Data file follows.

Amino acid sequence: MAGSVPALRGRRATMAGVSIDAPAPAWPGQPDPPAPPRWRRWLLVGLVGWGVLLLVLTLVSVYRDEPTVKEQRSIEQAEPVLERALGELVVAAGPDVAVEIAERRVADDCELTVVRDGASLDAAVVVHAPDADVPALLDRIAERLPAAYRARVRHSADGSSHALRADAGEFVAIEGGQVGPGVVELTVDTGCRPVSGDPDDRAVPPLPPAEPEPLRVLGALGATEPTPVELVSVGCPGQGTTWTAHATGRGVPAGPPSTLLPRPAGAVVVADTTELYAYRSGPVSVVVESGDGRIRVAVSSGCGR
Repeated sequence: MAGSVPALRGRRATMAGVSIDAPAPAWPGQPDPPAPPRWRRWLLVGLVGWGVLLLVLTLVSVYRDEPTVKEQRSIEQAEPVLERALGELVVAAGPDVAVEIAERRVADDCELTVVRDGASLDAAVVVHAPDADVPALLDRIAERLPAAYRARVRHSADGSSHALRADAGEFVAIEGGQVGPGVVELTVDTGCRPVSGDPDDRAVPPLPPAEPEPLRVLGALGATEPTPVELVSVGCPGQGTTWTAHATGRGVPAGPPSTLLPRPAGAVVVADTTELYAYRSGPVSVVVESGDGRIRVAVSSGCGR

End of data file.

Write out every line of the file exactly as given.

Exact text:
Amino acid sequence: MAGSVPALRGRRATMAGVSIDAPAPAWPGQPDPPAPPRWRRWLLVGLVGWGVLLLVLTLVSVYRDEPTVKEQRSIEQAEPVLERALGELVVAAGPDVAVEIAERRVADDCELTVVRDGASLDAAVVVHAPDADVPALLDRIAERLPAAYRARVRHSADGSSHALRADAGEFVAIEGGQVGPGVVELTVDTGCRPVSGDPDDRAVPPLPPAEPEPLRVLGALGATEPTPVELVSVGCPGQGTTWTAHATGRGVPAGPPSTLLPRPAGAVVVADTTELYAYRSGPVSVVVESGDGRIRVAVSSGCGR
Repeated sequence: MAGSVPALRGRRATMAGVSIDAPAPAWPGQPDPPAPPRWRRWLLVGLVGWGVLLLVLTLVSVYRDEPTVKEQRSIEQAEPVLERALGELVVAAGPDVAVEIAERRVADDCELTVVRDGASLDAAVVVHAPDADVPALLDRIAERLPAAYRARVRHSADGSSHALRADAGEFVAIEGGQVGPGVVELTVDTGCRPVSGDPDDRAVPPLPPAEPEPLRVLGALGATEPTPVELVSVGCPGQGTTWTAHATGRGVPAGPPSTLLPRPAGAVVVADTTELYAYRSGPVSVVVESGDGRIRVAVSSGCGR